Not trying to be an ass, nor discount your opinion, but I've been watching this sh*t-show for a good minute -- and it's not as rosy behind the scenes as you clearly _want_ to believe it is.

    There is a LOT of indecision at Unity -- and it _is_ affecting those of us who do this professionally.
     
    Last edited: Jan 25, 2022
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  33. PanthenEye

    PanthenEye

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    I don't think acquisitions impact VS development in any way. They're 3rd party companies with their own engineering teams that seem to handle deeper Unity integration themselves. And there's no direct contact with VS in any shape or form.

    Now this is harder to refute. It's been nearly two years since they acquired Bolt and the only new feature is basic Input System support. Graph Tools Foundation seems to be up in the air too. Can't even tell if it'll land in 2022.x cycle, might even be delayed to 2023.1 as Unity seem to refuse to answer if GTF will come out this cycle or the next.

    The new interpreter will be the first real improvement to the tool, but how long we'll need to wait for it to become stable enough for production? Another year? That'll be nearly 3 years after the acquisition for some performance boost and cleaner API. Which is nice, but I might die before this tool becomes production ready.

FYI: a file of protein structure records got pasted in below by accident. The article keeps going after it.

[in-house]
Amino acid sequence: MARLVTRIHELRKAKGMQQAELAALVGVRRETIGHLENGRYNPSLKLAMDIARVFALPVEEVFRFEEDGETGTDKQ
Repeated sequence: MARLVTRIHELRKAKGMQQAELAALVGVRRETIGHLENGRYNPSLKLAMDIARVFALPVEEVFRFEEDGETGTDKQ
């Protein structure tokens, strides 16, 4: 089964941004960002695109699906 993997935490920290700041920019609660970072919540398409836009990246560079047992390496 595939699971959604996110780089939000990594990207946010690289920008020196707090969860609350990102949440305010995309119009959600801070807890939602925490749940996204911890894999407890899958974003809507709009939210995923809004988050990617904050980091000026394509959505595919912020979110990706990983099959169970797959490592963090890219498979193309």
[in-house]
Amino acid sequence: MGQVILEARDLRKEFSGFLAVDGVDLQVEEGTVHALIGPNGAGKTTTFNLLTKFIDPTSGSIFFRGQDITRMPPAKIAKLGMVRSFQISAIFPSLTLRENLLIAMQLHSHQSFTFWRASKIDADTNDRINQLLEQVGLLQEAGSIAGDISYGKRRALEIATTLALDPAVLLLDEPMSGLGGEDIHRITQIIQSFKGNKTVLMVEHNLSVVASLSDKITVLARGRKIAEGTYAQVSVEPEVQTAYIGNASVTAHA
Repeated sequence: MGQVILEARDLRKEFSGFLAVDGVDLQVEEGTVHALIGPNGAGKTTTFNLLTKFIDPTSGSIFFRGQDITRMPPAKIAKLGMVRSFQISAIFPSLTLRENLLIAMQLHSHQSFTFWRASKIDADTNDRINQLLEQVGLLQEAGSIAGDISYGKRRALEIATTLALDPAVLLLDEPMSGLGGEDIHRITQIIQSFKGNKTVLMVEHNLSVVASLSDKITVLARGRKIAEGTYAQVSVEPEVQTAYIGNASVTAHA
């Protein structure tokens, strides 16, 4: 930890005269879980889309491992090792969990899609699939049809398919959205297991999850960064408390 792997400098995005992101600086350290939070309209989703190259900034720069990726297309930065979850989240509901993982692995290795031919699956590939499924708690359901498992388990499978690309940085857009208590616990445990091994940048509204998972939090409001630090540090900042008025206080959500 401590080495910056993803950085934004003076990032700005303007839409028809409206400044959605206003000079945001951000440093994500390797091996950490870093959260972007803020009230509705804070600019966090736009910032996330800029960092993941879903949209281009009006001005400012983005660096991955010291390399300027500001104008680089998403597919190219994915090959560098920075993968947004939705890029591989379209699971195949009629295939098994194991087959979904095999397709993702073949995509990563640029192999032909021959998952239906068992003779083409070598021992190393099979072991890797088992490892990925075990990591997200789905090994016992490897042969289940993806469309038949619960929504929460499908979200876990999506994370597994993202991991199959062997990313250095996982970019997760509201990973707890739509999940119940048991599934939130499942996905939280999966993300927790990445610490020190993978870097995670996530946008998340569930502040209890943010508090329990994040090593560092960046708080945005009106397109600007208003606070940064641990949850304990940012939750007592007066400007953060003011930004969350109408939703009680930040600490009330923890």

They definitely took the easy way out by choosing to integrate Bolt 1. But I don't think they look at Blueprints as the goal as Blueprints has way more features and even supports polymorphic graphs as far as I'm aware. In that sense, Bolt 2 was closer to Blueprints than Bolt 1, with its class structure and strongly typed variables/events.

    I think the crux of the matter was that Bolt 2 was too far from a stable release and much more complex to integrate into the core of the engine. And some higher up decided they need their VS acquisition integrated in 2021.1 pronto. They couldn't do that with Bolt 2 in time, so they took the easy way out.

    They basically integrated outdated tech and are now redoing EVERYTHING from the ground up. The runtime, the UI layer, variable management, serialization tech. But they're also sticking to bad legacy design that was done away with in Bolt 2 for good reasons but they're keeping those bad decisions in Unity Visual Scripting for some reason.

    Like a separate GameObject Variables component that's not tied to any graph. In a Discord progress report they've written that they can improve variable management and base them on GUIDs for all variable types except GameObject variables because of Bolt 1's design of having them be separate from the graph. But instead of fixing that poor design, they're intent on honoring backwards compatiblity above all else. Which signals a lack on understanding of why this was done away in Bolt 2 and why it's bad design in the first place.

    So not only they're wrangling with redoing the tech from basically 0 while also attempting to honor backwards compatiblity with Bolt 1, they're also keeping Bolt 1's bad design decisions a solo developer made more than half a decade ago (and later corrected in Bolt 2).

    It'll take another two years at least to do the GTF migration, serialization migration, etc. And then we might see some new features, I guess? Will we finally get graph search 4 years after the acquisition? What about better debugging tools? Refactoring capabilities? Strongly typed, strongly referenced custom events? Anything? I've yet to see any promised backports of Bolt 2 features of which there are many.
     
    Last edited: Jan 25, 2022
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  34. Trindenberg